Ketanji Brown Jackson Confirmed to Supreme Court

A historic confirmation, but one unlikely to change the balance of the Court


Attribution-ShareAlike 4.0 International (CC BY-SA 4.0)

Judge Ketanji Brown Jackson in a 2019 official photo.

On Thursday, April 7, Judge Ketanji Brown Jackson was confirmed to the Supreme Court, becoming the first Black woman to serve on the court in its over two centuries of existence. She will be sworn into office once Justice Stephen Breyer formally retires, which he is expected to do once the current session concludes later this summer.

Judge Jackson was confirmed by a 53-47 vote of the Senate, with unanimous Democratic support, including that of moderate Senators Joe Manchin of West Virginia and Kyrsten Sinema of Arizona, who have been obstacles to President Joe Biden’s domestic agenda. Three Republicans crossed party lines to vote for Judge Jackson, including Senators Susan Collins of Maine, Lisa Murkowski of Alaska, and Mitt Romney of Utah. All three emphasized Jackson’s legal experience, including having previously served as a district court and circuit court judge, and on the United States Sentencing Commission under President Obama. Jackson also served as a clerk to Justice Breyer, and, most notably, as a public defender, serving clients who cannot afford legal counsel. Her historic confirmation vote was presided over by Vice President Kamala Harris, the first Black and South Asian person to hold the position, exemplifying the growing diversity of the highest levels of American government.
The vote followed a week of contentious confirmation hearings, where Republicans were eager to tie Jackson to unfounded claims that she was somehow advancing an agenda of so-called “critical race theory,” most notably by Texas Senator Ted Cruz, who at one point asked her if she believed that babies are racist. Other Republicans, such as Senator Josh Hawley of Missouri, repeatedly asked her questions regarding child pornography and sexual misconduct, which at times struck eerie similarities to the QAnon conspiracy theory, which ludicrously suggests that top liberals are in charge of an underground child trafficking organization. Democrats, on the other hand, aimed to highlight her extensive judicial and legal experience, in addition to reminding the nation of the history that Jackson would be making. New Jersey Senator Cory Booker in particular sought to shine a light on that history, noting in an emotional speech that her success was the culmination of the efforts and struggles of so many of their ancestors.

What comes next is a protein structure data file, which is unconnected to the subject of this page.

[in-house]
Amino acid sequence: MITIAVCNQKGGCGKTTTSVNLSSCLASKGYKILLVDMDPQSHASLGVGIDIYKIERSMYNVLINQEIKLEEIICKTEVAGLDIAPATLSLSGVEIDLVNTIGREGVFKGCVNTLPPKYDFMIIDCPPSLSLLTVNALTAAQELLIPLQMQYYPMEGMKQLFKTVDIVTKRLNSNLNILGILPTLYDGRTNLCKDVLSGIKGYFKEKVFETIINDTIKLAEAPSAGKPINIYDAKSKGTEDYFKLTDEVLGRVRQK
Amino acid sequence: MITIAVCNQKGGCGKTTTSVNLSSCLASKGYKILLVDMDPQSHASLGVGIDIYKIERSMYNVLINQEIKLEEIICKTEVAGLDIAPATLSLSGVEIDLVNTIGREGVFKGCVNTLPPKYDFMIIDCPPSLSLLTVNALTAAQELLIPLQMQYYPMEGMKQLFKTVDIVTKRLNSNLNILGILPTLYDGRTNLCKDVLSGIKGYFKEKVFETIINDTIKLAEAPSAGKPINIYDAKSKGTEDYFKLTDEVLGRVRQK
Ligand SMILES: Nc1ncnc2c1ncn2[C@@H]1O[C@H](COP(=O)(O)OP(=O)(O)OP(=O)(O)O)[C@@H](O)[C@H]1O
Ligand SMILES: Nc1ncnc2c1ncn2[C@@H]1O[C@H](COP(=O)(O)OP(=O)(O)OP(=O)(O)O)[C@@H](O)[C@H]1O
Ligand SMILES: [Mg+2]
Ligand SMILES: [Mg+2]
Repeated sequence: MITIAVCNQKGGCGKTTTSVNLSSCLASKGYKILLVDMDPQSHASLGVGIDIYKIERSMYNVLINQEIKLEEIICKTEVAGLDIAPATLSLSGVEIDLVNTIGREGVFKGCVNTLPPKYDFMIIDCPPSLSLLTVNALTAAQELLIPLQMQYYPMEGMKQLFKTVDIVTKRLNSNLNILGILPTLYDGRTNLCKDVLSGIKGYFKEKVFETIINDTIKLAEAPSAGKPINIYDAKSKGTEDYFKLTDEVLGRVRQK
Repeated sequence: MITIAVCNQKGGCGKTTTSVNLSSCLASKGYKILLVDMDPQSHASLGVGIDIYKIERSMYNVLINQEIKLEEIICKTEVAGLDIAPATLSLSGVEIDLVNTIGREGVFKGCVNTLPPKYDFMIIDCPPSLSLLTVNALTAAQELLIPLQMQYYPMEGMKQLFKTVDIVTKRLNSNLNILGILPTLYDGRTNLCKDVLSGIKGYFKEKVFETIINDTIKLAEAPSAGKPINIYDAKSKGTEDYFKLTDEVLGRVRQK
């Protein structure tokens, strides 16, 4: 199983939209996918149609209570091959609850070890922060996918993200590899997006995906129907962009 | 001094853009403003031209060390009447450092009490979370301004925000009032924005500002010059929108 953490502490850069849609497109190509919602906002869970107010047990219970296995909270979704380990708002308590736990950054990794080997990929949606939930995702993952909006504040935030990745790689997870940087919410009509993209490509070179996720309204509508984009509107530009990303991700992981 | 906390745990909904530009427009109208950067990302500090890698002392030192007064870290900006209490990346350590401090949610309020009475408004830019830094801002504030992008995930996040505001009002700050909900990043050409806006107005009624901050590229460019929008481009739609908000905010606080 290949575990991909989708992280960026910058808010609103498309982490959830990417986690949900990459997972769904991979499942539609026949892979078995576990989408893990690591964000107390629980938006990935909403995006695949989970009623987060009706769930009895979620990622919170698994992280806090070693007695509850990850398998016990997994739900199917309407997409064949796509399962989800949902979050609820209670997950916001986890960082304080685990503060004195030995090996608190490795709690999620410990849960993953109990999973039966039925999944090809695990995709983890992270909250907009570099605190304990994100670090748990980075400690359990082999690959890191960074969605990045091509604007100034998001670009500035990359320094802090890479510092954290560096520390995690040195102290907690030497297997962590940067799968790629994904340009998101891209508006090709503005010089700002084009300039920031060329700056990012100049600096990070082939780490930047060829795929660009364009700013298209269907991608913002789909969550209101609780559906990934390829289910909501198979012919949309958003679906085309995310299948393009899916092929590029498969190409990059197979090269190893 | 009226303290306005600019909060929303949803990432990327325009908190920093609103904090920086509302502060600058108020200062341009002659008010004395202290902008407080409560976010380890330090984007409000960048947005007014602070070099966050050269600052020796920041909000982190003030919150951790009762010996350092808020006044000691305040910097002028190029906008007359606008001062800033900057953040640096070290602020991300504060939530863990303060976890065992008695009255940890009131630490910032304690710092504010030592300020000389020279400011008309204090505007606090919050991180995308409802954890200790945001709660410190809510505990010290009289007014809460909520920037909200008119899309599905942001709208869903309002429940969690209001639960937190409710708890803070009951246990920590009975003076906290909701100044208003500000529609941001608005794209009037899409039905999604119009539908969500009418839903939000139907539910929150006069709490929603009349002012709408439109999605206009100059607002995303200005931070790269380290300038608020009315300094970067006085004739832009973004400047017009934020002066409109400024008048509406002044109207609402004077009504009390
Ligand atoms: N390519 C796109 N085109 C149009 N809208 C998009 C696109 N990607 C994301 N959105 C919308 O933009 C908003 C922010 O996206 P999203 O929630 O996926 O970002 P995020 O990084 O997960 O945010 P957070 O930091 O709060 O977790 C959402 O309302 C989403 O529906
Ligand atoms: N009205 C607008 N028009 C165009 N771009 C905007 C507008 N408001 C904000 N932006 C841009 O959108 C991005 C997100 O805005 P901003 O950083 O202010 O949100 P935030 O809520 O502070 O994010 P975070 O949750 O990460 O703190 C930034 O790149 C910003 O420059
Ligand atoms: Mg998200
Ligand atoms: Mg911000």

In her acceptance speech alongside President Biden and Vice President Harris, Jackson recognized the momentous occasion, and quoted the poet Maya Angelou in noting that “I am the hope and dream of the slave.” She also said that, in one generation, her family went from “segregation to the Supreme Court,” a testament to the numerous hurdles that Black people face in the United States.

I am the hope and dream of the slave.

— Ketanji Brown Jackson

The long-lasting effect of her confirmation will add a new voice with a different perspective to the highest court in the land, which deals with countless cases concerning freedoms of speech, the press, and other fundamental rights granted to Americans by the Constitution. In the short term, her nomination will ensure that the Supreme Court will for the first time have a minority of white men, and, though her nomination will not change the 6-3 conservative majority on the court, her ascension means that all three liberals on the court will be women, with the most senior of them being Justice Sonia Sotomayor, a Latina.